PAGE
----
Norman Reedus and Sean Patrick Flannery play Murphy and Connor McManus, respectively. Draped in all the black trench coats, religious tattoos, and rosaries with Celtic crosses they can carry, these guys don’t look like intimidating killers. And that’s what works. The Boondock Saints aren’t hardboiled thugs, or tough guys, or ex-military. They’re two hyped-up fanatics devoted to a cause sent straight from God. They learn their tactics from television programs, with a fighting style that can best be described as scrapping. They join forces with their friend David Della Rocco, played cleverly enough by David Della Rocco, who is called The Funny Man. He’s a package boy for the Italian Mob, but mostly treated like their kicking post. He’s an oldhead still doing the shitwork, and he gets about a pube of the respect afforded Rodney Dangerfield by Don Rickles. He even gets beat-around by Ron Jeremy starring as a greasy fat guy named Vincenzo Lipazzi with a porno moustache.

The Saints fall into the vengeful Hand of God role very sloppily. A bar fight on St. Patrick’s Day against goons from the Russian mob gives them a taste for taking out the bad guys. All the sequences of violence are shown as aftermath and then Encyclopedia Browned out by FBI Agent Paul Smecker (Dafoe). I need to take a moment and just revel in the performance by Dafoe. It’s awesome, not in the gnarly Fast Times at Ridgemont High sense of the word, but in the fact that it is a performance and a role that inspires incredible amounts of awe. Dafoe chews scenery like a starved woodpecker made of termites, swallowing splintery chunks and spreading cheeks to squat out handcrafted Amish antiques. It’s a role that recalls Gary Oldman’s villain in The Professional, but also Nathan Lane in The Birdcage and maybe even David Bowie in Labyrinth. He’s frightening, but not menacing, more of a brain-meltingly unhinged. He dances through crime scenes to the sounds of opera, slaps his gay lovers because they want to cuddle, bullies a city detective into fetching him coffee and bagels, and at one point dons a wig and skirt in probably one of the most horrific cross-dressing scenes I will ever witness. You’re glad the two brothers are gunning down mobsters, if only to get Smecker on the scene so he can raise the movie above the dangerous level of mediocrity it dares to tread.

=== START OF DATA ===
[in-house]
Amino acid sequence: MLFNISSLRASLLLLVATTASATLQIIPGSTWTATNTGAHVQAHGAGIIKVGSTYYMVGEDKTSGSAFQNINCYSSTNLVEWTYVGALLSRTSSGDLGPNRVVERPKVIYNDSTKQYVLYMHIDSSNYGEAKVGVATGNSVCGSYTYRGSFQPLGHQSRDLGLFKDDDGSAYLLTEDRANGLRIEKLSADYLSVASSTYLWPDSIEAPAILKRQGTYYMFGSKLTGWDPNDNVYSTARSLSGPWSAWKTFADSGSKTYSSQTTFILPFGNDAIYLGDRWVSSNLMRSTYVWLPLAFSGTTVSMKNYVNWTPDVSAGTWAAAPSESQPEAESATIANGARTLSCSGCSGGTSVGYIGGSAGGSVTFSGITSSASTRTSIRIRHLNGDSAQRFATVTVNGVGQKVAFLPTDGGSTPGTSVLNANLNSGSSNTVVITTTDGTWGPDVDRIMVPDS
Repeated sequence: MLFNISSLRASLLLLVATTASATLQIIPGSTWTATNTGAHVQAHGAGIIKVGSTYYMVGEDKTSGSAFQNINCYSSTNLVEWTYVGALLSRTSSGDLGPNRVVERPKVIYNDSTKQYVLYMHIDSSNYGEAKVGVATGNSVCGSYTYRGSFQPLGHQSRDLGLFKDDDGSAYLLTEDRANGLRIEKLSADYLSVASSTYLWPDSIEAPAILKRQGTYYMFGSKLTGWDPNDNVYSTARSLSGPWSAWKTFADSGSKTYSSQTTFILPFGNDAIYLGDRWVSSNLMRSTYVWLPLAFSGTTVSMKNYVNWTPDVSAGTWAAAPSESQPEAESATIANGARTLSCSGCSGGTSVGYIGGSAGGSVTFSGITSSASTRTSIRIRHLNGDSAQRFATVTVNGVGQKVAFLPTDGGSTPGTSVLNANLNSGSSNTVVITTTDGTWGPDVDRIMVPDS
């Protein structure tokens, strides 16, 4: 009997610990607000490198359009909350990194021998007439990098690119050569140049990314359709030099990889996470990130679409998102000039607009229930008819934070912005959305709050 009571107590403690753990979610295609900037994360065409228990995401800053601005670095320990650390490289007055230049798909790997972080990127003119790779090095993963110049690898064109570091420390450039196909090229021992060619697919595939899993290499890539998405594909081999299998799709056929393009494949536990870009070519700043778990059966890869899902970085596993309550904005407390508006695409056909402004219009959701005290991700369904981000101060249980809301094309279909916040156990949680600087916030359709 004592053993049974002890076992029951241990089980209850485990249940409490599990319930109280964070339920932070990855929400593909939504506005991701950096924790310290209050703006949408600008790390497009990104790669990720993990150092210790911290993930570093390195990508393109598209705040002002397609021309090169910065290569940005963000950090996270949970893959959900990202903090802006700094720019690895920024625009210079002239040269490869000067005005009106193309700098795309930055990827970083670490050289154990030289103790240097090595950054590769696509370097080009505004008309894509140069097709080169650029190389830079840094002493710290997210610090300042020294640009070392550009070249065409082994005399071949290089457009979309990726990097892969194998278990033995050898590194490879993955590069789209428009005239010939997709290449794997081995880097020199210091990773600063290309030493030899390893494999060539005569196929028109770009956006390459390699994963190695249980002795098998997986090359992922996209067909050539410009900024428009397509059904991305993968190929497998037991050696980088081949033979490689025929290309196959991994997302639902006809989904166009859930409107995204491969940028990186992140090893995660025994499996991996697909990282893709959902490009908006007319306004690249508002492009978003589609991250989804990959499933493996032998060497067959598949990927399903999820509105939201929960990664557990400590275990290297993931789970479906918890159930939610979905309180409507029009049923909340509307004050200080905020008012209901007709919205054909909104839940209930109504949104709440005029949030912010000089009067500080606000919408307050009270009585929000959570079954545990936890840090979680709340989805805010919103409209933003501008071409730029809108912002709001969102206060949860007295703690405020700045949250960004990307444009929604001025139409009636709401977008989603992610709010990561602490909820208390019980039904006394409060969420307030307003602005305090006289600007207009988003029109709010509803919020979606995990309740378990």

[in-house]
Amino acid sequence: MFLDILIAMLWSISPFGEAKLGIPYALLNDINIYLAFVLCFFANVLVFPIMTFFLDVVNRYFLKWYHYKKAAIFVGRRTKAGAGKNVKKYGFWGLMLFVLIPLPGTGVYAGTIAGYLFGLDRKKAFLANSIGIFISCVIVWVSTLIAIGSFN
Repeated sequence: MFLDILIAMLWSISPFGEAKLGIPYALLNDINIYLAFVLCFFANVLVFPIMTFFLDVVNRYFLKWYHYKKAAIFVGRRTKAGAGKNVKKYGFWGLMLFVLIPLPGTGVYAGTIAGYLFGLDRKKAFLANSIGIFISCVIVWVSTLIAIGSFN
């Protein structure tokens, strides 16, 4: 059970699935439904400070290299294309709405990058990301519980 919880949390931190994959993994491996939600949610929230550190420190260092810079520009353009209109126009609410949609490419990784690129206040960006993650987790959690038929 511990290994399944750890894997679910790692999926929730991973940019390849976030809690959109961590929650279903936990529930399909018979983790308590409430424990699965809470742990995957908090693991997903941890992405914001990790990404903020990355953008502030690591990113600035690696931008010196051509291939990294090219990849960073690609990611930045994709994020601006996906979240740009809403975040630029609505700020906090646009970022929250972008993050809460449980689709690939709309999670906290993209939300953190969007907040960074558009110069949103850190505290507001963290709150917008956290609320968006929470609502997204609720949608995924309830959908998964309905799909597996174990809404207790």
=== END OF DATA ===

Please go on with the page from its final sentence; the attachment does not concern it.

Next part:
The rest of the film is pretty much the origin story of the Boondock Saints. They kill more and more evil men until the Italian mob boss Yakavetta sends Il Duce (Billy Connolly) after them. Billy Connolly has very little to do in the film, but by god does he do it well. I never would have pegged him for a believable assassin, but like Dan Akyroyd in Grosse Pointe Blank, he gets the job done, decked out like the AARP wing of The Matrix. It’s almost like a videogame where the two brothers blast their way through faceless goons. There’s no rhyme or reason or background other than these are bad men and God told them to do it. When Funny Man Rocco joins them, he guides the brothers and picks out the bad guys for them.

The script is extremely lazy. It’s basically Bible quotes alternating with scenes of men shouting “fuck” at each other — almost 246 times in a 110 minute movie, a quota even my sailor-on-fire mouth has yet to reach, you fucking fuckface fuckwrenches. Then every ten pages, Duffy makes sure to include “the Boondocks Prayer,” which still falls short in comparison to Ezekiel 25:17. The directing style is even more pedantic (hmm, yes, shallow also) with Duffy lovingly splattering slowmo blood while a chorus laments on the soundtrack. It would be inventive if it weren’t so goddamn stock repetitive. Seriously, every fucking scene of violence occurs in slow motion. If the film played in real time, it would have been 52 minutes long. If he cut out one third of the “fucks,” it could have qualified as a short film. The movie manages an epic feat; it jerks forward into a rather abrupt resolution and then sputters forwards into not just two, but three epilogue endings.